“We will need to continue demonstrations,” declared Randolph on the day following the March. And in the months and years afterward, Randolph, Rustin and King worked together to develop and promote a groundbreaking “Freedom Budget,” which proposed:
1. The abolition of poverty.
2. Guaranteed full employment.
3. Full production and high economic growth.
4. Adequate minimum wages.
5. Farm income parity.
6. Guaranteed incomes for all unable to work.
7. A decent home for every American family.
8. Modern health services for all.
9. Full educational opportunity for all.
10. Updated (and expanded) Social Security and welfare programs.
11. Equitable tax and money policies.
It was the fight for the Freedom Budget, which began with White House meetings but eventually moved to the streets, that led King to propose a radical intervention in the status-quo politics of the late 1960s: the Poor People’s Campaign.
In arguing for protests by the poor and working people, King said: “Timid supplication for justice will not solve the problem. We have got to confront the power structure massively.”
No one imagined that confrontation would be won with one march, or with one campaign. That is why so many Americans who marched in Washington in August 1963 are still marching today.
For those who marched, and who went on to become champions of economic justice, the understanding of that necessity extends beyond a mere sense of duty to address inequity. There is a sense that by addressing that inequity, it might eventually be possible to achieve the full transformation that A. Philip Randolph and Bayard Rustin and Rev. Martin Luther King Jr. imagined.
David Newby, who marched in Washington in 1963, went on to teach at Alabama’s Tuskegee Institute and work with the Student Nonviolent Coordinating Committee. Then he joined the union movement, serving for sixteen years as president of the Wisconsin AFL-CIO and joining the same national labor executive board on which A. Philip Randolph sat. Newby is still marching— as the head of the Wisconsin Fair Trade Coalition and a leading figure in national groups such as the Labor Campaign for Single Payer Healthcare and U.S. Labor Against the War.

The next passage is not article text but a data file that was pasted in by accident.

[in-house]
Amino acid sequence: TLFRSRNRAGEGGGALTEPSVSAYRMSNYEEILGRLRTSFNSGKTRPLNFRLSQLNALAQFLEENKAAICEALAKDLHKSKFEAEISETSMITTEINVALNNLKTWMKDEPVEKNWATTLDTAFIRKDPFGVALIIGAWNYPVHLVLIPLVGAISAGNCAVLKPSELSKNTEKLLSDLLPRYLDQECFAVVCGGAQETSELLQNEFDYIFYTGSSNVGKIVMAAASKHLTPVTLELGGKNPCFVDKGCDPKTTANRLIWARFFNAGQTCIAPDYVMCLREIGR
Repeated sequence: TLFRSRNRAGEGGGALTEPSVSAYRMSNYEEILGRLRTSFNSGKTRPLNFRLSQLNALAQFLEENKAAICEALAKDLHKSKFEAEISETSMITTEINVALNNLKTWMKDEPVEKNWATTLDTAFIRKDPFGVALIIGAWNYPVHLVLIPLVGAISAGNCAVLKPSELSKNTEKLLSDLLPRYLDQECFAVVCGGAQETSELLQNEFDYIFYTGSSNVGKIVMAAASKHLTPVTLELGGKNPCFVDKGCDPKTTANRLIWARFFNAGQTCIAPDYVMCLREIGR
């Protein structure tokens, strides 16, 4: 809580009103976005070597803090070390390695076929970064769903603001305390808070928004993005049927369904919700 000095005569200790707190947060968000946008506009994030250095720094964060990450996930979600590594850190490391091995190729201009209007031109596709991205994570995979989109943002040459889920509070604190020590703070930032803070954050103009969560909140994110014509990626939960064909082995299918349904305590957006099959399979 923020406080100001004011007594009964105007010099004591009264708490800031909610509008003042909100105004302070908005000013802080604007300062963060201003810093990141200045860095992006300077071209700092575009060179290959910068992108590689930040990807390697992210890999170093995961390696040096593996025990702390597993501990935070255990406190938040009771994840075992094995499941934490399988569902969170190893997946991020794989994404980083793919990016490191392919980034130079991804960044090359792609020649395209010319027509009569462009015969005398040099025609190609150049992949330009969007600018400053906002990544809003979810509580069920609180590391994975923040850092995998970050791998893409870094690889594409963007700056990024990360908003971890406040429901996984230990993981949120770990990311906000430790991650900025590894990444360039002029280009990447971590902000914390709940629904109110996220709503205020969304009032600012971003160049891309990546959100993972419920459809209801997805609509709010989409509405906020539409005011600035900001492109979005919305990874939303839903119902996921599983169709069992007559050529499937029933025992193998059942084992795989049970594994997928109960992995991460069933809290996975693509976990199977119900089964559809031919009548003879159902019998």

The other day, I heard Newby at a Veterans for Peace convention, telling the crowd: “Together, we can transform our country into one which values human rights, civil rights, workers’ rights. It can be done, if we act in coalition and solidarity.”
Fifty years changes a lot of things.
But some visions transcend time.
It was right to believe in not just the necessity but the possibiliy of transforming the America of 1963.
It is right to believe in not just the necessity but the possibility of transforming the America of 2013.
“We have come a long, long way in a lot of areas in fulfilling some of the visions that this great man had,” Bernie Sanders said as he reflected on Dr. King and the march he attended fifty years ago. “But, on the other hand, let us not forget for one second that a lot of what he talked about, a lot of his dreams, still have not been fulfilled. So we have got a lot of work that remains in front of us if, in fact, we are going to fully honor and give respect to this very, very great man.”
John Nichols is the author of The S Word (Verso), which recounts the role played by A. Philip Randolph, Bayard Rustin and other radicals in organizing the March on Washington for Jobs and Freedom, and in advancing the Freedom Budget.